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Is the public option dead?

September 17th, 2009

The public option was supposed to be the Democrats’ crown jewel of health care reform. But while President Barack Obama talked about all the advantages of the public option during his health care speech last Wednesday, in the end, he admitted that he could live without it. And with Republicans condemning the public option as a stealth attempt by the government to take over the health care system, it seems as though the public option may be dead. Or is it?

There are two factors that determine how effective a public option could be: how it’s funded and who it’s available to. 

If it’s funded by the government and available to everyone, then yes, the public option would probably turn the United States into a single-payer system sooner or later. Backed by the government’s virtually infinite amount of funds, it wouldn’t have to worry about going bankrupt, so it could unfairly offer the cheapest insurance prices to its customers. And as more people switched to the cheaper public option, private insurance companies would be driven out of business. Boom, single-payer.

But that’s not the type of public option that Obama supports. Instead, he wants to set up a “self-sustaining” public option that’s funded not by taxpayer funds but by the premiums that it charges. In other words, the amount of revenue it generates would be just enough to cover its health care expenses and pay its employees.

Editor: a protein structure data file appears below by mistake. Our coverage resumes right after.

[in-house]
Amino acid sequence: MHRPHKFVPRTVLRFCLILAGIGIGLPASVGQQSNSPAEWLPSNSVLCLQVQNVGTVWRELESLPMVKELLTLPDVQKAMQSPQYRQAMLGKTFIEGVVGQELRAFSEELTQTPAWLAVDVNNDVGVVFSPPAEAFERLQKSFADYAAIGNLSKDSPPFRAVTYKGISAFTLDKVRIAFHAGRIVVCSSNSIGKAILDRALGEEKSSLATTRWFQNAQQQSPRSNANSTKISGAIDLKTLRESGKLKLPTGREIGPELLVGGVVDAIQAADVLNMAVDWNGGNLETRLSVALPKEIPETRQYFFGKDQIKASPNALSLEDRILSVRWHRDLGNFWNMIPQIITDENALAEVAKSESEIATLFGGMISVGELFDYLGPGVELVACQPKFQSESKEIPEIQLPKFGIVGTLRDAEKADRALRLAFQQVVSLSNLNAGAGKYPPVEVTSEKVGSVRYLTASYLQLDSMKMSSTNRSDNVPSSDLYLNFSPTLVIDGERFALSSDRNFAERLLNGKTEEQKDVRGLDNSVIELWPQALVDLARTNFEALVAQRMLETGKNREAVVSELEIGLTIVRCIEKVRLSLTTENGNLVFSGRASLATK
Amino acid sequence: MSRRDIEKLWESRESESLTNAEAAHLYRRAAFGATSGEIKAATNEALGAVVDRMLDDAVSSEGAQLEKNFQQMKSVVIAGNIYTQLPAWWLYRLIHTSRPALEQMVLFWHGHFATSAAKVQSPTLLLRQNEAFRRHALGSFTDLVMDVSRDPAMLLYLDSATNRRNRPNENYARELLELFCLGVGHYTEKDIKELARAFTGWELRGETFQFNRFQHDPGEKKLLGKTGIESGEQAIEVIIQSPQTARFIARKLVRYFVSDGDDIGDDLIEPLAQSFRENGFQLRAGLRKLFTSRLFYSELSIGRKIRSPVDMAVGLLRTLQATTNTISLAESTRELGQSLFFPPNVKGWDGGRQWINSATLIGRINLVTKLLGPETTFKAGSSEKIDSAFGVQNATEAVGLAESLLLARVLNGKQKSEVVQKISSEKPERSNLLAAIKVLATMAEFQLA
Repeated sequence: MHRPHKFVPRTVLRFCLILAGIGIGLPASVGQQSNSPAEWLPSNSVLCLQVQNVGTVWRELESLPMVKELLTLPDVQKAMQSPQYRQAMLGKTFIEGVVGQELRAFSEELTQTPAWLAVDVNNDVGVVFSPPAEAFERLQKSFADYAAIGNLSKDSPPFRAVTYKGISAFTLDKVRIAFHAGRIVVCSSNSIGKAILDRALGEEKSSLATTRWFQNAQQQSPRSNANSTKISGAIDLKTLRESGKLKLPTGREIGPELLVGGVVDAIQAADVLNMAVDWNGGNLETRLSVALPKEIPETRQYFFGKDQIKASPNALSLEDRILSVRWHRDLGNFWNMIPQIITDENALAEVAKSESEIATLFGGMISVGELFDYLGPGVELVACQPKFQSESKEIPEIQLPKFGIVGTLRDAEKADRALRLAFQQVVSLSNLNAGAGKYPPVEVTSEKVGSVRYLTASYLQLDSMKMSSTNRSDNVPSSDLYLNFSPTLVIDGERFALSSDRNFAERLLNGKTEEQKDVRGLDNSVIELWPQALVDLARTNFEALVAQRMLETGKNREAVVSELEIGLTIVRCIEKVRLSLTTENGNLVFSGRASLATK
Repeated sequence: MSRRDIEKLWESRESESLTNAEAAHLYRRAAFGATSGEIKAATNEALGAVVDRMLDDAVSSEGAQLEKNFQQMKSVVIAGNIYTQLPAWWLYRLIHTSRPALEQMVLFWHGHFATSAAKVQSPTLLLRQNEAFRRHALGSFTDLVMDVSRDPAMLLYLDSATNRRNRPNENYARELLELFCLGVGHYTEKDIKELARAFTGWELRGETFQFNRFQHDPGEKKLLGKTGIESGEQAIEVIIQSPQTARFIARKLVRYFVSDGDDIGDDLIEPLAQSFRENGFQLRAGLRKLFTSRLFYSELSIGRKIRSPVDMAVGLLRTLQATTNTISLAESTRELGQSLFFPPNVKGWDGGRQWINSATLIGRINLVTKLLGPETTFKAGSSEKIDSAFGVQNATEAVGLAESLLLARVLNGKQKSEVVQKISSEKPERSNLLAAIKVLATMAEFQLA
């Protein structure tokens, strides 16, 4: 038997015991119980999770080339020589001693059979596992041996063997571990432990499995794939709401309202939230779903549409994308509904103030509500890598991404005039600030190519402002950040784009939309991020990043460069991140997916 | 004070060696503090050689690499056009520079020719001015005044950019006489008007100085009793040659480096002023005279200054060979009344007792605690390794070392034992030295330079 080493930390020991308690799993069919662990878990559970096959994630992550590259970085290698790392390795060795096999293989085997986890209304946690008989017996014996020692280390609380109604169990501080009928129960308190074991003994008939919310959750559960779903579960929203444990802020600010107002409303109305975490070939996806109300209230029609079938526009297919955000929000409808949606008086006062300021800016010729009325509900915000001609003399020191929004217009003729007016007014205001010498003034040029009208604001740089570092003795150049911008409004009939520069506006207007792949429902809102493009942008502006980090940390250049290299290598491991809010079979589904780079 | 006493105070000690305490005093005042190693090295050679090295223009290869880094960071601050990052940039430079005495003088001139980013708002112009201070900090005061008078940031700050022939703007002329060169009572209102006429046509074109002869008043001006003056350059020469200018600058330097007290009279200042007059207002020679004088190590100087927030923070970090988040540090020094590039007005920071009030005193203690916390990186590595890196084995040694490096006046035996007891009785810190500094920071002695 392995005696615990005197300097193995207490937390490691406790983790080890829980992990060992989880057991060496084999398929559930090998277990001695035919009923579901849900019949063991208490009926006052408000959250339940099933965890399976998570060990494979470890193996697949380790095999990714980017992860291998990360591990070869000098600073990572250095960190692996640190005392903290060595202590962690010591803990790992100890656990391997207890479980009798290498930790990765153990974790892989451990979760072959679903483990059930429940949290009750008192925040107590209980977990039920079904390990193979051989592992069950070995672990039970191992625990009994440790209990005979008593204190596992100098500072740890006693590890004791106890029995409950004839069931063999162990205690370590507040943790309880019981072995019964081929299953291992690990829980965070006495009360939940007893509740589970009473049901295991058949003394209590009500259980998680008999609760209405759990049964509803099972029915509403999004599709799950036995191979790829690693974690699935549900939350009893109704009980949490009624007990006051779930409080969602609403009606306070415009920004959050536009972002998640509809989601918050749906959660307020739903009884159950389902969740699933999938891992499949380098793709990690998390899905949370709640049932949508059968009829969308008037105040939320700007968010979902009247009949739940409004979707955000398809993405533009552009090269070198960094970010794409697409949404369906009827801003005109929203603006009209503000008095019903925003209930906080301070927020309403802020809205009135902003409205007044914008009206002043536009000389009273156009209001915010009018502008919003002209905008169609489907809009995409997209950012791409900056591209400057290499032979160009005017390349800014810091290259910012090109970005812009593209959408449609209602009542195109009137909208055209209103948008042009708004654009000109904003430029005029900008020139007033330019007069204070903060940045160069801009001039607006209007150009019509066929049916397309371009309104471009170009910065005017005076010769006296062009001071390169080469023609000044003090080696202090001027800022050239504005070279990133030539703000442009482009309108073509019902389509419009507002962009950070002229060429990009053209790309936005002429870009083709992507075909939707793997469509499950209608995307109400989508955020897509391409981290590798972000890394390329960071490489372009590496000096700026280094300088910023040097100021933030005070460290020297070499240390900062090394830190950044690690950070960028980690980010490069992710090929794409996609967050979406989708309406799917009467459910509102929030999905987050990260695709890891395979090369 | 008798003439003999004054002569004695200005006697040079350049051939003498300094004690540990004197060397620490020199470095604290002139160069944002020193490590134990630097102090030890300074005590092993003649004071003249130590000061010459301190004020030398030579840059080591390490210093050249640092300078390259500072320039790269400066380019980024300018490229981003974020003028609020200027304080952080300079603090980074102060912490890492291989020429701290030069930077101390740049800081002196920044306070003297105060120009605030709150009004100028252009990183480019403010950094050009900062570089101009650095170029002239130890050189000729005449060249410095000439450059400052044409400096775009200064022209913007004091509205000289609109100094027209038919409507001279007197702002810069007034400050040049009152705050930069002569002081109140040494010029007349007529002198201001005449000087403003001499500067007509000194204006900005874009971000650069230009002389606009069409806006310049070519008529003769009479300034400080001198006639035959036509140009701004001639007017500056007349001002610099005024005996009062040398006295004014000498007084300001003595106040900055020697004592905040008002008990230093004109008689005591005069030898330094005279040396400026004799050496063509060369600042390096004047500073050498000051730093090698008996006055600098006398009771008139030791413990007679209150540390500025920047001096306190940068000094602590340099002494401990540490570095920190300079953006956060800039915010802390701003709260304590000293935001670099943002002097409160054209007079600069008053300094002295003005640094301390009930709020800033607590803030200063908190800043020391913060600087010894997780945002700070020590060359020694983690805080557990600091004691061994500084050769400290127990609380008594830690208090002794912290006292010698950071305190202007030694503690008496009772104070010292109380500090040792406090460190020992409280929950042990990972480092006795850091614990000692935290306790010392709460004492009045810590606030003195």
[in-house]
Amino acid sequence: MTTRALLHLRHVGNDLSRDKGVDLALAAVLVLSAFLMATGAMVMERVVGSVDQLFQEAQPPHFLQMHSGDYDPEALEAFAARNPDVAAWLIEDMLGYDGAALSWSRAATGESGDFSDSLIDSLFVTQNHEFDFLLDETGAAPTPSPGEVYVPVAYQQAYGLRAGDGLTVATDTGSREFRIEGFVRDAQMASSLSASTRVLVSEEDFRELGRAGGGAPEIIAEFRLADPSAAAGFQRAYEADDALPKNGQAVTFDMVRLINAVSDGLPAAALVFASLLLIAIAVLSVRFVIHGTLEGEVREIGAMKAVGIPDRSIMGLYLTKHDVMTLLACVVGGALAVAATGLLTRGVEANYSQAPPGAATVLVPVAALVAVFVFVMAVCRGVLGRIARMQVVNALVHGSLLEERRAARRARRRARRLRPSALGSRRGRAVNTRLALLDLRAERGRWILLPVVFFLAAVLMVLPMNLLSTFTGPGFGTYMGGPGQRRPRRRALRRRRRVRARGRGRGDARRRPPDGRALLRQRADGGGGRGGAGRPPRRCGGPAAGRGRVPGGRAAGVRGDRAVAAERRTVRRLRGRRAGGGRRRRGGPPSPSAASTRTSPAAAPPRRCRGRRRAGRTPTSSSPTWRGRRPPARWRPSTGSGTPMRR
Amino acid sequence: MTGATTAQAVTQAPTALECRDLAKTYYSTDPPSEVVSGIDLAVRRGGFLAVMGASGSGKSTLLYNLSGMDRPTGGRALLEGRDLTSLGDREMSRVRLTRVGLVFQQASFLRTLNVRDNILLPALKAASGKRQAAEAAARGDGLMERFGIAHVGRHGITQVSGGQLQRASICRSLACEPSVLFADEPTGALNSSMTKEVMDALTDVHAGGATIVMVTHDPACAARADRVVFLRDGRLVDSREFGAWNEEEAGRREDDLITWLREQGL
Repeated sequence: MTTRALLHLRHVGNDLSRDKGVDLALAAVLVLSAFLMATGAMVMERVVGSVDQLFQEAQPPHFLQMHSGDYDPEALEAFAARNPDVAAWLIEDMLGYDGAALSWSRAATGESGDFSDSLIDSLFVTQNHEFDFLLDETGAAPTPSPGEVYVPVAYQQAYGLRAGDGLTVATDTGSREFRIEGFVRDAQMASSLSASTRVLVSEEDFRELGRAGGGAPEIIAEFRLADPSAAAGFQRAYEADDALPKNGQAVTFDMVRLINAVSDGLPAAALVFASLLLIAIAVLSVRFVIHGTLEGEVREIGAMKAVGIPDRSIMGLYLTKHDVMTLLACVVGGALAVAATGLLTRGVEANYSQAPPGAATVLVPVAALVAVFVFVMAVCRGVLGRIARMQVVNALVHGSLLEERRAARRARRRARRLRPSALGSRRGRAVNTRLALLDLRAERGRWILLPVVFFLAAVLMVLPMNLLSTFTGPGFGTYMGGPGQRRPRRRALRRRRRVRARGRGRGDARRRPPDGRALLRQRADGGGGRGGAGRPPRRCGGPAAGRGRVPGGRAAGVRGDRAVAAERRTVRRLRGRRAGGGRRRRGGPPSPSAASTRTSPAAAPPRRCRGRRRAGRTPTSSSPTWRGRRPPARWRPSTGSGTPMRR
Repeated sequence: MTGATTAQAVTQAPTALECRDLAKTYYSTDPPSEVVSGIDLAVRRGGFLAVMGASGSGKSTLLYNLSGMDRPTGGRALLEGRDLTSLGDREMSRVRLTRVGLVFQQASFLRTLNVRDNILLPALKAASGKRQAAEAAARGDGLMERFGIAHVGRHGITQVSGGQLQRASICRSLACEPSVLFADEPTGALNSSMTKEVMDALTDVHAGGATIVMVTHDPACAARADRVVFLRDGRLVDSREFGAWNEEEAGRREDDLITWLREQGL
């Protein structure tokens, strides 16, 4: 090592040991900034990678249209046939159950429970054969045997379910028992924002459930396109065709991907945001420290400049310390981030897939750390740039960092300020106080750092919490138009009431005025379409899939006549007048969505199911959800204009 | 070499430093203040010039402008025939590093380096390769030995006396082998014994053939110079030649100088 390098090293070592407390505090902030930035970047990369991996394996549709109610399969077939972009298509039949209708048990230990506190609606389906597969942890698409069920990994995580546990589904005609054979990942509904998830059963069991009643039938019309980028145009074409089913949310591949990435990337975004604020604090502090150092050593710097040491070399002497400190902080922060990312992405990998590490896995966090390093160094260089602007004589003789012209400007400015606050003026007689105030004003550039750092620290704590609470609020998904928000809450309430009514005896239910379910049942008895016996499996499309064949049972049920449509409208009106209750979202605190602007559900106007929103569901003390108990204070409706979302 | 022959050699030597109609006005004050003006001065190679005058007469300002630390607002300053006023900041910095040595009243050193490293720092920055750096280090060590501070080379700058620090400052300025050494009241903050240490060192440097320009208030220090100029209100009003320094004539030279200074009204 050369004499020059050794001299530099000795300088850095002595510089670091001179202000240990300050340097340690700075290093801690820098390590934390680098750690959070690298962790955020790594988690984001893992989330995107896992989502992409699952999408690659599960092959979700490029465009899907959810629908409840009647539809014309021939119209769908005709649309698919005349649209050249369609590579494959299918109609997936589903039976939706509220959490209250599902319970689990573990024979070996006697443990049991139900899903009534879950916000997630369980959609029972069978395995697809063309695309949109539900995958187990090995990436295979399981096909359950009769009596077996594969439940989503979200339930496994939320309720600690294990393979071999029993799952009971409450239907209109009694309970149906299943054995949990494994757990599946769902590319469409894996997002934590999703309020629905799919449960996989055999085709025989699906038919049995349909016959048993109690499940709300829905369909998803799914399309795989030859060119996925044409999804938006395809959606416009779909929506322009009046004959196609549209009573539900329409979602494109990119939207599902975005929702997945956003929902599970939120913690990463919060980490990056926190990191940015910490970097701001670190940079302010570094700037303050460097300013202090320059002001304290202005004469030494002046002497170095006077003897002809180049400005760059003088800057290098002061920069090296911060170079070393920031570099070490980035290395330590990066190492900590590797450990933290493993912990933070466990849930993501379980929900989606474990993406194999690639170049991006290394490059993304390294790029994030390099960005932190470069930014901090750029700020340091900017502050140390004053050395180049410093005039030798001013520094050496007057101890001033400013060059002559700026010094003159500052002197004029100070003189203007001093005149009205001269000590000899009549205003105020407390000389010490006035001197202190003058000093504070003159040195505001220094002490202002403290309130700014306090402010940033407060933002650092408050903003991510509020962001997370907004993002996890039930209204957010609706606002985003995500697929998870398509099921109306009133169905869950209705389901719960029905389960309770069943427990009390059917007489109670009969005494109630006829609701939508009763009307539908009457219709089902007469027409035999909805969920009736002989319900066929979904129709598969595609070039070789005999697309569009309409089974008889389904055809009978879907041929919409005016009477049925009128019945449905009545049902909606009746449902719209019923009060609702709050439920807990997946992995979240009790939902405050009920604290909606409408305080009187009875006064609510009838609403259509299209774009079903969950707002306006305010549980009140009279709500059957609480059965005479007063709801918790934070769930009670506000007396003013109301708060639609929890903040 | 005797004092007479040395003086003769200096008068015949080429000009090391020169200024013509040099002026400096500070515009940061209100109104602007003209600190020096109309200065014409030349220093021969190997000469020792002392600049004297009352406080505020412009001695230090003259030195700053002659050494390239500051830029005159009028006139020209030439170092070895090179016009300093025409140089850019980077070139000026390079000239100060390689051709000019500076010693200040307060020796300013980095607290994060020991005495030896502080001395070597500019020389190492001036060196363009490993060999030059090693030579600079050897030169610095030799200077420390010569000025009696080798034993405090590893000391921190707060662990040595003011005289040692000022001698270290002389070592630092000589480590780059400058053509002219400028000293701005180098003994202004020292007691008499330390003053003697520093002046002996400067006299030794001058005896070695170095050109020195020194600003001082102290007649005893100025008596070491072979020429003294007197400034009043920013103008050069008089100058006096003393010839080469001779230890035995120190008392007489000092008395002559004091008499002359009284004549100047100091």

On the other hand, a private health insurance company also has to pay its shareholders. And since its shareholders expect to make a profit on their investment, private insurance companies set aside more money each year for them, resulting in higher insurance prices for their customers. 

So Obama’s public option would fairly increase competition in the insurance market by forcing private insurance companies to focus less on paying shareholders and more on reducing costs.

However, some conservative Democrats have suggested making the public option available only to certain groups, like small businesses or part-time workers. But this wouldn’t give the public option a big enough share of the insurance market to really compete with private insurers, so it wouldn’t be able to effectively lower health insurance costs, regardless of how it’s funded.

Unfortunately, Republicans are determined to kill the public option no matter what. Fortunately, there’s a pretty good alternative: non-profit health insurance cooperatives. Fundamentally, they would function the same as Obama’s public option: they would be “self-sustaining” and, as non-profit entities, they wouldn’t have shareholders, so they could use any extra profits to reduce health insurance costs for their customers. So as long as they’re available to everyone, they could have the same impact on the health insurance market as a good public option would have. 

Furthermore, they’re less controversial. Why? I’m not sure. Maybe Republicans fear that Democrats would try to add on to Obama’s public option, if enacted. Nonetheless, a non-profit cooperative is basically a public option “incognito.” And not only could it lower costs, but it could even transform the private insurance industry to a non-profit industry, which would benefit Americans all the more.